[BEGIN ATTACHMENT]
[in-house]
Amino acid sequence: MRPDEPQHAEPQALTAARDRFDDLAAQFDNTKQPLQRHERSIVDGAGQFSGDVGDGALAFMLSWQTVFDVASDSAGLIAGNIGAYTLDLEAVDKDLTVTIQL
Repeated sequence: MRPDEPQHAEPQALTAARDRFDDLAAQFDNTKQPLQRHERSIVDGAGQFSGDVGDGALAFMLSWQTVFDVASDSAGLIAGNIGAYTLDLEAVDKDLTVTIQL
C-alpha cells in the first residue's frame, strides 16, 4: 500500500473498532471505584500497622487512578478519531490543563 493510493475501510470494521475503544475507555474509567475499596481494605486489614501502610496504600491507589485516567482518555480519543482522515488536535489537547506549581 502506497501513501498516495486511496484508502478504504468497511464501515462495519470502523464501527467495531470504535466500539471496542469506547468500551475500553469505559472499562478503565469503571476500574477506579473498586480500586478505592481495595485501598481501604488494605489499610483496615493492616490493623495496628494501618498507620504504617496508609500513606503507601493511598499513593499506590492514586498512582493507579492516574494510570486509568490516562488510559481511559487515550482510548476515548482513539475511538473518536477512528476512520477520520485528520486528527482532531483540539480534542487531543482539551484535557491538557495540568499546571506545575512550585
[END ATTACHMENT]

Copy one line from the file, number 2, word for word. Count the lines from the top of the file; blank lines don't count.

Amino acid sequence: MRPDEPQHAEPQALTAARDRFDDLAAQFDNTKQPLQRHERSIVDGAGQFSGDVGDGALAFMLSWQTVFDVASDSAGLIAGNIGAYTLDLEAVDKDLTVTIQL